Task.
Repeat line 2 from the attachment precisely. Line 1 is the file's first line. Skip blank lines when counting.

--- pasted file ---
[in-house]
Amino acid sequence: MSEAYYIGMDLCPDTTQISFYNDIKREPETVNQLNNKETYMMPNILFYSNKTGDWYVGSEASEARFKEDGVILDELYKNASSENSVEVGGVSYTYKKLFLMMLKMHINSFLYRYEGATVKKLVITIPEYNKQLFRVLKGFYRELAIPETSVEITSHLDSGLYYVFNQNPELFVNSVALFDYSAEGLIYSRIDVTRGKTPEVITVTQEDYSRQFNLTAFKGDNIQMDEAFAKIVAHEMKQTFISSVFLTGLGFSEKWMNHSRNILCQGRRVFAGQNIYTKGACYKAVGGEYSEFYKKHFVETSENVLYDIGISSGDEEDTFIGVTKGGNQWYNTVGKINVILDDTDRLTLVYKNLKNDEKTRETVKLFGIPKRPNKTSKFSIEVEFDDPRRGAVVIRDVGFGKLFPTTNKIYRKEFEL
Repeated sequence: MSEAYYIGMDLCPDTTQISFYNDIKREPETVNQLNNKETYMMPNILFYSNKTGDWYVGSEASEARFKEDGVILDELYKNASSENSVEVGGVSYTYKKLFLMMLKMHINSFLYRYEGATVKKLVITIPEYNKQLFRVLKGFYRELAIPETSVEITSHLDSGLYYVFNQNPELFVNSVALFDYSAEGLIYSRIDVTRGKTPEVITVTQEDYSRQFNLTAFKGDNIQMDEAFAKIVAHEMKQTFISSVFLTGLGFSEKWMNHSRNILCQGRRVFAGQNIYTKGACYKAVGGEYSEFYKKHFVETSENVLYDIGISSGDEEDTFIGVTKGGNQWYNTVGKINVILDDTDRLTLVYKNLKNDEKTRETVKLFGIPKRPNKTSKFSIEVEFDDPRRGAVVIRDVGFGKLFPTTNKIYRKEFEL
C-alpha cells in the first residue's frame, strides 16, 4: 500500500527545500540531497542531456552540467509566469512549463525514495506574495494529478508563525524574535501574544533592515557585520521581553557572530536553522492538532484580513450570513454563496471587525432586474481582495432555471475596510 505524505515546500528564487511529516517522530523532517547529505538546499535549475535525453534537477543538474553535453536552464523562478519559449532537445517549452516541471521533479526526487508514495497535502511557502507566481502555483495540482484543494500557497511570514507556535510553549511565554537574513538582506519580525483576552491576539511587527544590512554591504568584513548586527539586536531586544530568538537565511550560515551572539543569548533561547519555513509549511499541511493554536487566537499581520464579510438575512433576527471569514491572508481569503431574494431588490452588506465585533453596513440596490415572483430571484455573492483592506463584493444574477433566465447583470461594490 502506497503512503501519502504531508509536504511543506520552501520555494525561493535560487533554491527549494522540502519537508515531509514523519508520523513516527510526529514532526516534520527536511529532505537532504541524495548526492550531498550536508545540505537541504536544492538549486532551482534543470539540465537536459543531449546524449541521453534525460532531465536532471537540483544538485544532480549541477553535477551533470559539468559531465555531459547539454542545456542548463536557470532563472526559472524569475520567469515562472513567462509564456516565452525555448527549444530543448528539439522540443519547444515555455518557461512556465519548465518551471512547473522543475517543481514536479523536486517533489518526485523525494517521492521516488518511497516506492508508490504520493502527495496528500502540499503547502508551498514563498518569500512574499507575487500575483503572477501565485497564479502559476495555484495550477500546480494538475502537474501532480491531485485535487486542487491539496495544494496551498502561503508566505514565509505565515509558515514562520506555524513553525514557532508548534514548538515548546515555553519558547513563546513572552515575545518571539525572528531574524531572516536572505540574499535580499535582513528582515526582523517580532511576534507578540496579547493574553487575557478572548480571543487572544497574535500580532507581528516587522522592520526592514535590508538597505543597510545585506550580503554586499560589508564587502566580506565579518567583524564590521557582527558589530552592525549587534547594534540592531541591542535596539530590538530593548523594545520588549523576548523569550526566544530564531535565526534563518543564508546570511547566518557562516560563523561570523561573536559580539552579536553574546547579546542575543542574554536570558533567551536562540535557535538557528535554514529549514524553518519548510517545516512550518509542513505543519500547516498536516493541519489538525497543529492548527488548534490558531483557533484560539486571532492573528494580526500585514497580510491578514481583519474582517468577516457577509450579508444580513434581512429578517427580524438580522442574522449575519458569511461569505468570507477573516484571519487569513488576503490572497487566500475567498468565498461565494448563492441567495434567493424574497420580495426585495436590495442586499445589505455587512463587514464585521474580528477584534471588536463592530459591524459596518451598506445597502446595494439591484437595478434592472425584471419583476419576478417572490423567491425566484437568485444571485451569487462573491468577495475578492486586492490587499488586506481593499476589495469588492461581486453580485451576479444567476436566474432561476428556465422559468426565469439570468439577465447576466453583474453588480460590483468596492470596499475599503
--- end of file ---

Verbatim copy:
Amino acid sequence: MSEAYYIGMDLCPDTTQISFYNDIKREPETVNQLNNKETYMMPNILFYSNKTGDWYVGSEASEARFKEDGVILDELYKNASSENSVEVGGVSYTYKKLFLMMLKMHINSFLYRYEGATVKKLVITIPEYNKQLFRVLKGFYRELAIPETSVEITSHLDSGLYYVFNQNPELFVNSVALFDYSAEGLIYSRIDVTRGKTPEVITVTQEDYSRQFNLTAFKGDNIQMDEAFAKIVAHEMKQTFISSVFLTGLGFSEKWMNHSRNILCQGRRVFAGQNIYTKGACYKAVGGEYSEFYKKHFVETSENVLYDIGISSGDEEDTFIGVTKGGNQWYNTVGKINVILDDTDRLTLVYKNLKNDEKTRETVKLFGIPKRPNKTSKFSIEVEFDDPRRGAVVIRDVGFGKLFPTTNKIYRKEFEL